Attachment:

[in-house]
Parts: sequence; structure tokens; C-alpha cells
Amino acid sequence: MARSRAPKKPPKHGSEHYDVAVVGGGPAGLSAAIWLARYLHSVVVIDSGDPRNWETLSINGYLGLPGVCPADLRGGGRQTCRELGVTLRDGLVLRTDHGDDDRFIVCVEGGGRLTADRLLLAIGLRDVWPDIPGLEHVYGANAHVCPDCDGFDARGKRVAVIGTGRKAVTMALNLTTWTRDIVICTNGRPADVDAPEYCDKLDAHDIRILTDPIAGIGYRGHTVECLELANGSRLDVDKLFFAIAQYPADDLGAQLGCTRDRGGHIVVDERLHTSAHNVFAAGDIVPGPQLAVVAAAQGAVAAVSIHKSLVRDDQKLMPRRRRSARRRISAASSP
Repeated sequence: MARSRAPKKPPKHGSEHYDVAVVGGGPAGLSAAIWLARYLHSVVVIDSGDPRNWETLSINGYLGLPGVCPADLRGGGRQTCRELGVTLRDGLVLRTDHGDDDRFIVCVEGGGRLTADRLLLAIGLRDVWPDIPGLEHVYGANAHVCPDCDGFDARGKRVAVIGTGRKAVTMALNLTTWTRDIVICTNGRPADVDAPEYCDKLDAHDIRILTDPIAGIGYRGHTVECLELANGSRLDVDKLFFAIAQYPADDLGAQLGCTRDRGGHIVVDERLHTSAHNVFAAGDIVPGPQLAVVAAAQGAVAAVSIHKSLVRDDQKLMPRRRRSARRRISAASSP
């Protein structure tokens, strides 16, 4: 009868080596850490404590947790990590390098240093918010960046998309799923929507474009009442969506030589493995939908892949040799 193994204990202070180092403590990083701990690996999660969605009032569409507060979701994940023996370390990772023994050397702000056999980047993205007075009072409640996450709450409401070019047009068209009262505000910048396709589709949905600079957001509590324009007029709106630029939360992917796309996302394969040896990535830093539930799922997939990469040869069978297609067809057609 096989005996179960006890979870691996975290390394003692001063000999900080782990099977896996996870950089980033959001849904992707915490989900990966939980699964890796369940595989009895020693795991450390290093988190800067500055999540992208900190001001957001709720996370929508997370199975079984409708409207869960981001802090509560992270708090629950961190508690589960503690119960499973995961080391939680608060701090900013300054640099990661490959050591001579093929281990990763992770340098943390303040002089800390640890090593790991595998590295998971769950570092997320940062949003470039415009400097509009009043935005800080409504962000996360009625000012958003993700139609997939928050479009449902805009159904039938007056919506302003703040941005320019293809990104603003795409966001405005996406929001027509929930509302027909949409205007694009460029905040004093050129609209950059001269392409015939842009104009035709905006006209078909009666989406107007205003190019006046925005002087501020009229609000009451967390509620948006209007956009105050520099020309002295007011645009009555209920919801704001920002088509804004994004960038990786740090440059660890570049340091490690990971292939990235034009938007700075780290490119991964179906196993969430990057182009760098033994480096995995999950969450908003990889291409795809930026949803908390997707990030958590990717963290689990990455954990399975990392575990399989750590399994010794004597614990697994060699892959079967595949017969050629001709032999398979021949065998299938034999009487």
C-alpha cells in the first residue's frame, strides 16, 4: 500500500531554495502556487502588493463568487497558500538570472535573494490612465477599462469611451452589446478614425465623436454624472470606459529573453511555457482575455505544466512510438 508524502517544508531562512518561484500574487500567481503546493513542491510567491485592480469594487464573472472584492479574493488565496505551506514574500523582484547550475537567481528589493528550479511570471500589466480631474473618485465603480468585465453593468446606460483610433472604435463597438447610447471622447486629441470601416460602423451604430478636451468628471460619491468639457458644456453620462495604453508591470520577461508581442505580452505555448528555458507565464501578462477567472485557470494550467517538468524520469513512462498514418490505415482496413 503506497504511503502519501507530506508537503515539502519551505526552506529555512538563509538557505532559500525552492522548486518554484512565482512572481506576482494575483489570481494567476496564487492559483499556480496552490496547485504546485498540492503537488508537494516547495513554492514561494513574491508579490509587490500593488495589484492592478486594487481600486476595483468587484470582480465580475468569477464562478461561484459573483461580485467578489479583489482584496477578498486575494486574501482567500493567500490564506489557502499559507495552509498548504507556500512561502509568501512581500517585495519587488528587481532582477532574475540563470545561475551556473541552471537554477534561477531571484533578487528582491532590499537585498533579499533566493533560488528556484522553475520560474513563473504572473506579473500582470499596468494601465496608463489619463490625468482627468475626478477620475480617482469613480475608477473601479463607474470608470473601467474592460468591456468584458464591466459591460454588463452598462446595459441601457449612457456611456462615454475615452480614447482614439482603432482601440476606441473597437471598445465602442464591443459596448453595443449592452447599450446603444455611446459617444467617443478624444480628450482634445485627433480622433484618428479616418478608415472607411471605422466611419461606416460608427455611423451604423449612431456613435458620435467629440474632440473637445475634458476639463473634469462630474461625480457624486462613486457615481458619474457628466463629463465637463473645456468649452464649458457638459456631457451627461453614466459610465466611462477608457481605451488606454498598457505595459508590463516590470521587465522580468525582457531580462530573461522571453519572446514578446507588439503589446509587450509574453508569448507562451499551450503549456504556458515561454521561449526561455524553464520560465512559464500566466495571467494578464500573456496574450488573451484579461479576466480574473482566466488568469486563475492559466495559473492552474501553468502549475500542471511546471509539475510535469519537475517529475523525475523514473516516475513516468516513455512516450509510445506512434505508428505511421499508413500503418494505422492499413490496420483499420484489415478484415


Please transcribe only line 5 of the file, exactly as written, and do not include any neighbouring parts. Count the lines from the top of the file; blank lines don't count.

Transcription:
């Protein structure tokens, strides 16, 4: 009868080596850490404590947790990590390098240093918010960046998309799923929507474009009442969506030589493995939908892949040799 193994204990202070180092403590990083701990690996999660969605009032569409507060979701994940023996370390990772023994050397702000056999980047993205007075009072409640996450709450409401070019047009068209009262505000910048396709589709949905600079957001509590324009007029709106630029939360992917796309996302394969040896990535830093539930799922997939990469040869069978297609067809057609 096989005996179960006890979870691996975290390394003692001063000999900080782990099977896996996870950089980033959001849904992707915490989900990966939980699964890796369940595989009895020693795991450390290093988190800067500055999540992208900190001001957001709720996370929508997370199975079984409708409207869960981001802090509560992270708090629950961190508690589960503690119960499973995961080391939680608060701090900013300054640099990661490959050591001579093929281990990763992770340098943390303040002089800390640890090593790991595998590295998971769950570092997320940062949003470039415009400097509009009043935005800080409504962000996360009625000012958003993700139609997939928050479009449902805009159904039938007056919506302003703040941005320019293809990104603003795409966001405005996406929001027509929930509302027909949409205007694009460029905040004093050129609209950059001269392409015939842009104009035709905006006209078909009666989406107007205003190019006046925005002087501020009229609000009451967390509620948006209007956009105050520099020309002295007011645009009555209920919801704001920002088509804004994004960038990786740090440059660890570049340091490690990971292939990235034009938007700075780290490119991964179906196993969430990057182009760098033994480096995995999950969450908003990889291409795809930026949803908390997707990030958590990717963290689990990455954990399975990392575990399989750590399994010794004597614990697994060699892959079967595949017969050629001709032999398979021949065998299938034999009487």